For starters, I’m pretty sure it’s the embodiment of the ‘evil’ force that balances Jacob’s benevolent power on the island. The repeating references to black and white, yin and yang, good and evil are a constant on this show. And we’ve seen Smokey show up in the wake of ghostly visitations of warning from character’s dead loved ones (i.e. Yemi to Mr. Ecko before the latter had the smackdown laid on him).
But, we’ve never seen Smokey summoned in the manner that Ben called upon when Keamy and his merry band of mercs attacked Othersville and executed Alex in front of him. Suddenly, a sham Daddy’s rage called upon the powers of Hell to rip Keamy a new one – as Smokey barreled forth like a freight train and specifically targeted Ben’s enemies.
It’s a moment that’s memorable on two fronts. For starters, the actual attack scene was one of the more thrilling moments on Lost – with Smokey’s power on ample display. And secondly, if we were beginning to doubt that the trickster Ben had any real connection to the island, those questions were answered when Smokey heeded his call. He may not be the Chosen One but he’s got enough island mojo to make things happen, cap’n.
1. No Fate But What We Make – Episode 5.14 ‘The Variable’
I really dug Season 5 with its time-travel wackiness. When I mentioned early on that Lost finally dispensed with trying to appease the mainstream by juggling it’s out there plot with soap opera histrionics early on, in later seasons they dispensed with that – trusting in its core audience to follow them wherever the story may lead. And by embracing a bee-bopping time travel story line that gave us new insight into the island’s past while also rewriting the rules, we were treated to one of the most engaging arcs on television.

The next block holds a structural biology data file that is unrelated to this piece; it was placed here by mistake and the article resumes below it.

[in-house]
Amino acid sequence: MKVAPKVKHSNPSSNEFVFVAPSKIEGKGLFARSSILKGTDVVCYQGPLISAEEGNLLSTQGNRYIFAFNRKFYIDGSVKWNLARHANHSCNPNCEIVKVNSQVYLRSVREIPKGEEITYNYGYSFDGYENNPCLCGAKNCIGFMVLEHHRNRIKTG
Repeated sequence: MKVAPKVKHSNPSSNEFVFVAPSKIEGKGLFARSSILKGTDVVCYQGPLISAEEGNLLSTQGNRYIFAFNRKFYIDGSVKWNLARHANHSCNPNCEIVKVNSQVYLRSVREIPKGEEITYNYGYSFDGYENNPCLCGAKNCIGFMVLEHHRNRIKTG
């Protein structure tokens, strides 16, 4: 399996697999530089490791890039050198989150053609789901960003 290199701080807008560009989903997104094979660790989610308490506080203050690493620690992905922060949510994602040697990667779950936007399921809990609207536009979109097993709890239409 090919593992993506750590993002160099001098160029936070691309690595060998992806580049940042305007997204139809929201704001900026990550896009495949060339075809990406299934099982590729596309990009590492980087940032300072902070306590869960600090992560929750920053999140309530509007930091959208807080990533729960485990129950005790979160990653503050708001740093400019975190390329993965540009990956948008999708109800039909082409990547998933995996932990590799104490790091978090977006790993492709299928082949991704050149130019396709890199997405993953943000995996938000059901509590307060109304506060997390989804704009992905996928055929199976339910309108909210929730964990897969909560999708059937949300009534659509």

One constant was the inclusion of Daniel Faraday who acted as the audience’s tour guide to what can and cannot occur with time travel. Daniel was forever keeping us grounded – saying that essentially there was no way to change the past as it isn’t a person’s full body that moves but their consciousness. They may have influence in the past but as he explains, nothing really changes as “whatever happened… happened.”
Which is exactly when you should expect the curveball. In this episode, Daniel crashes through a tree line, wandering into The Others camp, looking to find Richard Alpert to discuss the need to detonate the long-buried Jughead. Before he can issue his warning, he is shot down by Eloise Hawking – his future Mommy who years later would send her only son back in time so that he could arrive at that moment and she could shoot him dead – presuming she knew that was exactly how things would play out, which given her unique future relationship with the nature of the Island and associated events, I’d say she knew exactly the shape of things to come. (That’s a mouthful).
With one fatal shot she proved Daniel wrong. Past events can be changed, for good or ill. After all, Mommy knows best.
2. The Dark Knight – Episode 5.16 ‘The Incident’
Last season’s finale finally brought Jacob from the shadows, revealing him as an omniscient wanderer who had appeared at key moments in each of our castaways’ lives – in a journey spanning decades. This was a neat reveal as it helped connect the dots for why these characters seemingly appear at scattered points in their own lives. In Lost, there are no coincidences for coincidence sake. There’s a master plan to all of this.
In more ways than one.
Early on in the season, I theorized that the Locke we’d been hanging with was not the Locke we’ve grown to love. After all, the last time we saw Jeremy Bentham, he was locked in a box getting ready for his long dirt nap. Still, the island has healed people before so despite Ben’s protests that it has never brought someone back from the dead, we’re willing to believe anything is possible.
And then, in one fell swoop, the grand deception is revealed. Locke is dead and has been inhabited by that mysterious man in black who served time alongside Jacob on this island prison – apparently for centuries. And, the mysterious stranger is pulling the strings on Ben who is forced to kill Jacob. Evil finally overcomes Good.
It’s a huge moment in the series as it seems to validate the thought that this island is somehow the birthplace of good and evil – or the resting place – and that with one out of the way, the balance of power on a global level has shifted. It remains to be seen how it will all play out in the upcoming season, but as Season 5 closed out, the stakes had been elevated substantially.